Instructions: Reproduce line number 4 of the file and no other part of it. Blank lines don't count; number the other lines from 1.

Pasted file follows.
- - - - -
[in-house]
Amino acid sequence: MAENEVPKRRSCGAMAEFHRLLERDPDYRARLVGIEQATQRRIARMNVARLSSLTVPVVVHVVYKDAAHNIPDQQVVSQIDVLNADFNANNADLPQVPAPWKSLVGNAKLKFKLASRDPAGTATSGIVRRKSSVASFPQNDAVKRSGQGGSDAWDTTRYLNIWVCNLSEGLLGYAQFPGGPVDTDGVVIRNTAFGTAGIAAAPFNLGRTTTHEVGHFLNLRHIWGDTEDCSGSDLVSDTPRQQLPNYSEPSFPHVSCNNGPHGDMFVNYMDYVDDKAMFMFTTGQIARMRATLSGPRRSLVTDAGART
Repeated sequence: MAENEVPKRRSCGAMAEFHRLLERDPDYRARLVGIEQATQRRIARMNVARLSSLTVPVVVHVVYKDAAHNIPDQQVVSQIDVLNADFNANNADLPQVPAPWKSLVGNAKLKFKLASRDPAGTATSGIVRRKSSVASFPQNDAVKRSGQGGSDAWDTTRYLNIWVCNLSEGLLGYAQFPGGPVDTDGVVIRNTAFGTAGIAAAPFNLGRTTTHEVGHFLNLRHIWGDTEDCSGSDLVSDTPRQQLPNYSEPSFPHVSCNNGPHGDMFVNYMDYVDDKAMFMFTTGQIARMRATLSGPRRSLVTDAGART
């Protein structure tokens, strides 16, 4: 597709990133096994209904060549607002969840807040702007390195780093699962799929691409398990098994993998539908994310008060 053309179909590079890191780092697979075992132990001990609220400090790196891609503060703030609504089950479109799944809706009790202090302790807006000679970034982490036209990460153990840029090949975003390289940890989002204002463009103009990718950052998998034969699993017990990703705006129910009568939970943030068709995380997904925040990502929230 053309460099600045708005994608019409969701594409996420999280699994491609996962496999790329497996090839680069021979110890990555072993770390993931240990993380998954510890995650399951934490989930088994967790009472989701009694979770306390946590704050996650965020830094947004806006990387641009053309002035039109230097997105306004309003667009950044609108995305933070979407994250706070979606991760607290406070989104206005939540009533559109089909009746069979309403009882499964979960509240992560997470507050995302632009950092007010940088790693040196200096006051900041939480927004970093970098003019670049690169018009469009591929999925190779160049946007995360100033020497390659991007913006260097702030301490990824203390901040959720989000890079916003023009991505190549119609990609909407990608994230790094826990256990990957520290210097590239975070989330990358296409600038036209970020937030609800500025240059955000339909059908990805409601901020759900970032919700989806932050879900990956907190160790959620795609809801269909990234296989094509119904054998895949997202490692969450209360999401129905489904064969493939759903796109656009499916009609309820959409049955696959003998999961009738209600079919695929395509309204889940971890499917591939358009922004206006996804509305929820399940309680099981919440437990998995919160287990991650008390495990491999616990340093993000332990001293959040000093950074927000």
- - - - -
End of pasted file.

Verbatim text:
């Protein structure tokens, strides 16, 4: 597709990133096994209904060549607002969840807040702007390195780093699962799929691409398990098994993998539908994310008060 053309179909590079890191780092697979075992132990001990609220400090790196891609503060703030609504089950479109799944809706009790202090302790807006000679970034982490036209990460153990840029090949975003390289940890989002204002463009103009990718950052998998034969699993017990990703705006129910009568939970943030068709995380997904925040990502929230 053309460099600045708005994608019409969701594409996420999280699994491609996962496999790329497996090839680069021979110890990555072993770390993931240990993380998954510890995650399951934490989930088994967790009472989701009694979770306390946590704050996650965020830094947004806006990387641009053309002035039109230097997105306004309003667009950044609108995305933070979407994250706070979606991760607290406070989104206005939540009533559109089909009746069979309403009882499964979960509240992560997470507050995302632009950092007010940088790693040196200096006051900041939480927004970093970098003019670049690169018009469009591929999925190779160049946007995360100033020497390659991007913006260097702030301490990824203390901040959720989000890079916003023009991505190549119609990609909407990608994230790094826990256990990957520290210097590239975070989330990358296409600038036209970020937030609800500025240059955000339909059908990805409601901020759900970032919700989806932050879900990956907190160790959620795609809801269909990234296989094509119904054998895949997202490692969450209360999401129905489904064969493939759903796109656009499916009609309820959409049955696959003998999961009738209600079919695929395509309204889940971890499917591939358009922004206006996804509305929820399940309680099981919440437990998995919160287990991650008390495990491999616990340093993000332990001293959040000093950074927000």